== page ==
Changing How We Speak

I don’t think we change language by telling people not to speak a certain way. I think we change it by speaking the way we want people to speak and encouraging them to follow suit.

That’s not saying that we shouldn’t tell someone when we think something they’re saying is offensive, but I think ridicule and bullying are more likely to entrench an opponent in their position than they are to improve the way people communicate.

I posted the above in response to comments and counter-articles discussing Jonathan Chait’s article in New York Magazine, “Not a Very P.C. Thing to Say.” My friend who had directed me towards the original piece described it as “approximately equal parts bullshit and valid.”

The underlying point of the article felt valid to me, but the delivery left much to be desired. Instead of countering the incendiary tone and tactics of those he was criticizing, he engaged in the same sort of nonsense. Overstating his points, expressing too much certainty where there are legitimate questions, coming to conclusions where the real goal should be to open a dialog, not counter one screaming monologue with another.

Much better was Steven Pinker’s explanation of “Why free speech is fundamental.” Maybe if we listen, think, and talk in a levelheaded fashion, we’ll end up in a better place than the one where people are telling each other to shut the fuck up. And that goes for all of us.

This raises the question of what to do when someone who disagrees raises their voice. Is there a way to avoid the screaming match without getting shouted down? I don’t know. That’s a bigger question for another day. And right now, I’ve got work to do. I already spent yesterday pondering this shit. Today, I’ll get back to exercising my freedom to publish my thoughts in various digital media.

Scheduling Conflict: Time Zones

In my last post, I mentioned that I had to work while launching Way of the Poker Warrior. The good thing is that I was able to automate all of the following tasks:

I had already pressed publish on Leanpub, and posted my weekly free content, “Empty Your Cup,” the Poker Warrior preface. Everything almost went off without a hitch, until Time Zones FTL.

You see, I had scheduled the PIAS blog to publish at 10am. And I had scheduled the newsletter to go out at 10:10am. No problem, right? I think you can see where this is going.

The newsletter was EST and the PIAS blog post was PST. The latter is 3 hours later than the former. You see the problem.

The fault lies with me. The scheduling feature on Blogger (the current and temporary home of is “clearly marked” as Pacific Standard Time. But it’s sort of like a fine-print, after-the-stuff-that-looks-like-it-matters “clearly marked.” So yeah, it’s my fault. But I’m still annoyed at Google. But mostly at myself.

Anyway, apologies to those who got the newsletter and went to the site, only to see not much there yet. This is the sort of thing that can take a few go-rounds to get totally ironed out.

It’s fun to schedule stuff, though. It feels a little like hacker/spy stuff. Except it’s just a bunch of self-promotion. And I hate self-promotion! But maybe I can handle it if I feel like a hacker or a spy whilst doing it.

Scheduling Conflict: Expectation

Due to the lack of severity with which the blizzard hit NYC, my Monday night gig, which had already been rescheduled for Thursday afternoon, got re-rescheduled for Wednesday morning. That was the day I’d planned to launch Way of the Poker Warrior!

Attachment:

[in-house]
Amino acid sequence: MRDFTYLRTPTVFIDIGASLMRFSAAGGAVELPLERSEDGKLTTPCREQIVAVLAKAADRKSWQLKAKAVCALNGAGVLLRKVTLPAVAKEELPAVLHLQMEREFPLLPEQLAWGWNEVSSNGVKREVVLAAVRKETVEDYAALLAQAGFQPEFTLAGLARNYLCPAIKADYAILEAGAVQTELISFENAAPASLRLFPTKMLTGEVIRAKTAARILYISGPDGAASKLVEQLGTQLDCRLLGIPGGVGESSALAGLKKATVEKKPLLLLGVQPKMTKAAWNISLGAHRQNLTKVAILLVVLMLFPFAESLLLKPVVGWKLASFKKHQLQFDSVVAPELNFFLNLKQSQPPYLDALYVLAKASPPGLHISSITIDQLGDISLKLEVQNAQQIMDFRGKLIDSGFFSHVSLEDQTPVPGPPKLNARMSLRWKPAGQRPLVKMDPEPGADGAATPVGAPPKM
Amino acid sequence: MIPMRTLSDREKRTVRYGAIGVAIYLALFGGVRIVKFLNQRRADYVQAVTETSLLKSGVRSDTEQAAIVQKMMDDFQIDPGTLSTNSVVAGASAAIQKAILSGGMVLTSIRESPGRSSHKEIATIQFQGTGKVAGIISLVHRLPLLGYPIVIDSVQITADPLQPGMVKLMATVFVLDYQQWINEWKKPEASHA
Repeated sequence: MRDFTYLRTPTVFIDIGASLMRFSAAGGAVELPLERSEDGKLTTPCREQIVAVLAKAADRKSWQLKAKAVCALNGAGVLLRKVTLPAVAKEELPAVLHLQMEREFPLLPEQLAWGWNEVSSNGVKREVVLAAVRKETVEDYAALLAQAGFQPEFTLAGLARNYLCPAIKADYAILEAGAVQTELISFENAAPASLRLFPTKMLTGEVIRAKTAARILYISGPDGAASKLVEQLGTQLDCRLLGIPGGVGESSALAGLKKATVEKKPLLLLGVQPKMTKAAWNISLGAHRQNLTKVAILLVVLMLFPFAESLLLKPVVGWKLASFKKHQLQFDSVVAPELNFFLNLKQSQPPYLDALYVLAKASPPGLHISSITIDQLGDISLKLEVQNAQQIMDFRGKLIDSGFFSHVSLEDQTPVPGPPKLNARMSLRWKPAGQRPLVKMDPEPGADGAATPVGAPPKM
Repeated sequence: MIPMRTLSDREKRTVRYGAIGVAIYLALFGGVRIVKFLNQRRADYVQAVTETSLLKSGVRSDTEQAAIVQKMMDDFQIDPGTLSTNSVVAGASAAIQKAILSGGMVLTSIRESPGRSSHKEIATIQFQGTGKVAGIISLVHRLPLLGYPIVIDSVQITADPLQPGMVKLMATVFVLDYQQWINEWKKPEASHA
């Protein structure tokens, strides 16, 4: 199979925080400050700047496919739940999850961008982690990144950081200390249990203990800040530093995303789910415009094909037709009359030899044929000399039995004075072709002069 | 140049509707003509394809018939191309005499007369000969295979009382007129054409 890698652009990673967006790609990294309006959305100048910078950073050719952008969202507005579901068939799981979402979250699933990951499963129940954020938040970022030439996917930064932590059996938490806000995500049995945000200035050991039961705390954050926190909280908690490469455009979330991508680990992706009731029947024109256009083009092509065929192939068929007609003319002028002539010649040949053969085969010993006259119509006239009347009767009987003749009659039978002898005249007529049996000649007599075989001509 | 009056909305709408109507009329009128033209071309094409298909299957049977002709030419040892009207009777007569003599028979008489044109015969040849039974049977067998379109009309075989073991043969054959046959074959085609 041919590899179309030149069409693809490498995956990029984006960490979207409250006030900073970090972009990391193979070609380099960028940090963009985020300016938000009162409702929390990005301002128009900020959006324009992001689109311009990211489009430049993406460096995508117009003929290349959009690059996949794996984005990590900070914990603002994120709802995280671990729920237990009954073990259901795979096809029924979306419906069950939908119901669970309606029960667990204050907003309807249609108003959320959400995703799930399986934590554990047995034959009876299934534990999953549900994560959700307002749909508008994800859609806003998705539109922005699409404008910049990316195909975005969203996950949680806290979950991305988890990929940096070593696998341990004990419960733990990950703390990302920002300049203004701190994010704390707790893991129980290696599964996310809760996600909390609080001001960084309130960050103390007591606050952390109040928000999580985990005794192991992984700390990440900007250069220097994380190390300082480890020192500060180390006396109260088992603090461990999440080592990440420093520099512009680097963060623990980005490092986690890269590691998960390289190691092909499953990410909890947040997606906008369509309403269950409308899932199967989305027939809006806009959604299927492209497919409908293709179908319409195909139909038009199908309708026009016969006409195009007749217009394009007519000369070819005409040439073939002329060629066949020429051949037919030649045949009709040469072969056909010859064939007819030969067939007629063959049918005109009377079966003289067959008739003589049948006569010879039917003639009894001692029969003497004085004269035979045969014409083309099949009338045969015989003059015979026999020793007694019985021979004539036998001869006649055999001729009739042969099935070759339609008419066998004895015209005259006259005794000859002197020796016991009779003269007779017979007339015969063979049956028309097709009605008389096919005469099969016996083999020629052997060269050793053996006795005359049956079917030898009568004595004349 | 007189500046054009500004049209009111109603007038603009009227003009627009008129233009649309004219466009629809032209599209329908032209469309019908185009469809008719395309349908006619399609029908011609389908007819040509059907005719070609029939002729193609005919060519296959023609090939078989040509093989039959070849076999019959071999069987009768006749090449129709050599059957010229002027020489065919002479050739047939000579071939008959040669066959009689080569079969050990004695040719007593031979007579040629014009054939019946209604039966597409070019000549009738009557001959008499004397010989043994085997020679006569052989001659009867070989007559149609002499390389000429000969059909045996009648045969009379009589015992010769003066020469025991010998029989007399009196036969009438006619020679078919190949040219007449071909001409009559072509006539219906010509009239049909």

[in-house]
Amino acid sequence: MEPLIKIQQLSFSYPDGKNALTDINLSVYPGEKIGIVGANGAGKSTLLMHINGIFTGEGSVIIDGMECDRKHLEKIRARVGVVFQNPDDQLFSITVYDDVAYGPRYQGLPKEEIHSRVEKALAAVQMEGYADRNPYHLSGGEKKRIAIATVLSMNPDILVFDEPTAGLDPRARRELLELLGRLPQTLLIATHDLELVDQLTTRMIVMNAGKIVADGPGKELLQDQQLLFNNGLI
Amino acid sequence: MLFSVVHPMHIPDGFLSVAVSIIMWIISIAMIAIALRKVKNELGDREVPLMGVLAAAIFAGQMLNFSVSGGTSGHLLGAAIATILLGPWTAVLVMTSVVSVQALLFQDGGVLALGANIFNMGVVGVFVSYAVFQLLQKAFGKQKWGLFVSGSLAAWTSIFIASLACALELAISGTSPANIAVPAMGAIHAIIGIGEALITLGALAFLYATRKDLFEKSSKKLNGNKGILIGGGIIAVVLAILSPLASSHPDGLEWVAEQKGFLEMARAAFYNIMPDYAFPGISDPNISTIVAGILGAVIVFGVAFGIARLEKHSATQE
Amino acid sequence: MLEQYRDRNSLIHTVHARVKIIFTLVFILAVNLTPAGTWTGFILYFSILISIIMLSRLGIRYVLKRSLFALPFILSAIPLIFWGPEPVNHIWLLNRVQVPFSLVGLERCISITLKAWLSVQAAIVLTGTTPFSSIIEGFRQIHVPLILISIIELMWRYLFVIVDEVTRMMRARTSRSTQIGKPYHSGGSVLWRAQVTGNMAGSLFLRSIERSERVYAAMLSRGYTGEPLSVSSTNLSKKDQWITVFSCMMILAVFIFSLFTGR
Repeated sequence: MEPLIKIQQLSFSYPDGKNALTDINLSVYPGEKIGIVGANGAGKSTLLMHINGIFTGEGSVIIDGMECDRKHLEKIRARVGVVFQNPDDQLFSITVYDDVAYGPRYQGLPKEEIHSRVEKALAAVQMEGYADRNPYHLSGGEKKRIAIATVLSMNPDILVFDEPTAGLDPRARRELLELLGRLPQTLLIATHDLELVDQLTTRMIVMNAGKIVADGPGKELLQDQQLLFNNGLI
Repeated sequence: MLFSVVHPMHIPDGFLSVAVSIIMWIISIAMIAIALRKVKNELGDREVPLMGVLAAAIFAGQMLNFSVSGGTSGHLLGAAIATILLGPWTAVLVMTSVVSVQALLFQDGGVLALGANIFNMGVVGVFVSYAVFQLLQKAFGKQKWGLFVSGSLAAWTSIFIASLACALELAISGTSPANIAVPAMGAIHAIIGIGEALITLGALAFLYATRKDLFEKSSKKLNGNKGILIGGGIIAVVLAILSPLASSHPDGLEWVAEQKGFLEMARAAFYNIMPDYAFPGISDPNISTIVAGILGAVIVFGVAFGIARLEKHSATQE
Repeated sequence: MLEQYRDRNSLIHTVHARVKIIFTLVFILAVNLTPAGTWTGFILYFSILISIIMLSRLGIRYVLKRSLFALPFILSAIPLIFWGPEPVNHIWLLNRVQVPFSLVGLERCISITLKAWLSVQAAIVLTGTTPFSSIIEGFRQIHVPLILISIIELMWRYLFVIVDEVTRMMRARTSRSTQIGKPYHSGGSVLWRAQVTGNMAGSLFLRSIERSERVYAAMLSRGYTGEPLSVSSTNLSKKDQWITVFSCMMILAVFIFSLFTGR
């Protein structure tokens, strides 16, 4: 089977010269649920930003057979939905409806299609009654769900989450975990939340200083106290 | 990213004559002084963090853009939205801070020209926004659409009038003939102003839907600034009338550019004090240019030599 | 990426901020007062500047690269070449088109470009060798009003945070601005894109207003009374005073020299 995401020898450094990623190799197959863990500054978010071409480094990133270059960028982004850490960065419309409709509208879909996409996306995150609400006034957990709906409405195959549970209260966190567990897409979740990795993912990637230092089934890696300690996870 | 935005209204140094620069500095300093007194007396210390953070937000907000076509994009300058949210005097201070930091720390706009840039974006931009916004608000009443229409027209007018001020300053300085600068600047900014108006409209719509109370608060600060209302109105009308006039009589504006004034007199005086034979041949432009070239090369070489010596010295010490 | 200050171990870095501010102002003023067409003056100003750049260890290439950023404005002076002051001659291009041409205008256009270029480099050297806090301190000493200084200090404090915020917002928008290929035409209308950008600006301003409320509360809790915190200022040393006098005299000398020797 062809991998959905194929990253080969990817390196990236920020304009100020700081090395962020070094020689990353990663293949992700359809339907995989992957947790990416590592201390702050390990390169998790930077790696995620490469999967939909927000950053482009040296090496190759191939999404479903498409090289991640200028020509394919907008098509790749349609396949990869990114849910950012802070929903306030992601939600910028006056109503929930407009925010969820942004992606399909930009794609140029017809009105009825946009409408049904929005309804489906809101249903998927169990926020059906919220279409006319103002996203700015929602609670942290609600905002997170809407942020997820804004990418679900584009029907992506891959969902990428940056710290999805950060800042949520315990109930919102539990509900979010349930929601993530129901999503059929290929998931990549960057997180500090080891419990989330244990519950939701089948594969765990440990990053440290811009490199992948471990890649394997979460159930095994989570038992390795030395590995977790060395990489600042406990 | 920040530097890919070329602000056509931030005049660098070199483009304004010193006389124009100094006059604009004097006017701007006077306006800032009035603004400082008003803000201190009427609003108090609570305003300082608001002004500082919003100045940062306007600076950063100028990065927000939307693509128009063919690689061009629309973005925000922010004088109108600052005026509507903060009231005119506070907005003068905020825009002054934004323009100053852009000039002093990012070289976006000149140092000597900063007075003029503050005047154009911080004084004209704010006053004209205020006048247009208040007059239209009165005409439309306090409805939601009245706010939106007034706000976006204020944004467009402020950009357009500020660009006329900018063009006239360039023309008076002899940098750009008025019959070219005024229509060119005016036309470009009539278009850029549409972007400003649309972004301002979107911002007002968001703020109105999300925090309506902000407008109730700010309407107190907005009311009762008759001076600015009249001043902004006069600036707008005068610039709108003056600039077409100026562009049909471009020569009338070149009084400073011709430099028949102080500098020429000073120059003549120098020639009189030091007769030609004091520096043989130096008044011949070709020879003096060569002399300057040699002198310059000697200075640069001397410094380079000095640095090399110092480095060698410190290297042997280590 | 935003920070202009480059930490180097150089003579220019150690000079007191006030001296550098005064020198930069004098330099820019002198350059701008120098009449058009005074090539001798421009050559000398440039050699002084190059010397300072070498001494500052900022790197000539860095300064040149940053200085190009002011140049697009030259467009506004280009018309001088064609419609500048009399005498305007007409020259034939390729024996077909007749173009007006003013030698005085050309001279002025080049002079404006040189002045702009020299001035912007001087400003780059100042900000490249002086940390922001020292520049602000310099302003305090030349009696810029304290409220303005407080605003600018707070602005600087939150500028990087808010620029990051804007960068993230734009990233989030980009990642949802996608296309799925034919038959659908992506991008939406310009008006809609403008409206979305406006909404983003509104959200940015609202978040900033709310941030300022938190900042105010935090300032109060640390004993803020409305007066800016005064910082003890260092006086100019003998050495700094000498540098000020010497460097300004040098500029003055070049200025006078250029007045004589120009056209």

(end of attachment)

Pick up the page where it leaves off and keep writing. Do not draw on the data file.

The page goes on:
Quick note about the job: We get paid 5 hours for the gig, regardless of whether it takes 2 hours or 5 hours. I figured it was likely to take between 2 and 3.5 hours to complete the assigned tasks. Anything in that range would be within 1 standard deviation (SD) of the mean, which was probably a little under 3 hours. But it took 4.5 hours to do the damn thing. This outcome was at least 2 standard deviations from the mean.

Now, getting paid for 5 hours when you only work 4.5 sounds like a good deal. But when it takes 4.5 hours to do what feels like a 2.5 hour job, and those surplus 2 hours are spent standing in the cold, watching supervisors trip over their own dicks, the result is a lot of frustration.

But why? Is this frustration really necessary?

The fact that the job feels like it could be done much faster contributes to the feeling of wasted time. But it’s the expectation of an average result that makes it really frustrating. It’s the surprise at the shitty outcome. But those outcomes 2+ SDs from the mean are very real. One time, a 5-hour call got done with about 30 minutes of work. That’s 2+ SDs in the other direction. It goes both ways.

It’s reasonable to expect that the work will usually get done in an amount of time within 1 standard deviation of the mean – it will do that 68% of the time – but it’s important to accept the fact that it will sometimes get done faster or slower than that. Those outcomes 2+ SDs from the mean are very real possibilities, despite how much less likely they are than the more likely ones.

In summation, the work sucked, but it sucked more because I didn’t mentally prepare myself for how much it might suck.

You Know Poker Is A Skill, Right?

I want to change the world. Since I was old enough to understand what was going on, I knew that I didn’t like it and that I wanted it to be different. Writing is one means to that end.

I’ve also always loved building things and developing skills. Lego was my favorite toy. Perhaps I should have moved to Denmark and become an architect. But writing can be done anywhere, and it’s like building something out of words. Writing is a skill, and I’ve spent a lot of time working to improve at it.

I started learning martial arts to defend myself as a kid. I picked it up again to develop focus as a teenager. As a young adult, I followed through with it because I wanted to be a black belt. I set that goal for myself because martial arts is a skill and I wanted to become expert at it.

I play poker because it’s fun. I also play because it’s profitable. I have played very little poker as a hobby, and quite a lot of poker as a professional or semi-pro. I’ve enjoyed it to varying degrees, but there’s always been a bit of passion to it. Great results are fun, but making a great fold or a sick check-back is satisfying in a different way. Put simply, I love outplaying people, especially in the least spectacular fashion. Poker is a skill, and I worked hard to get good at it.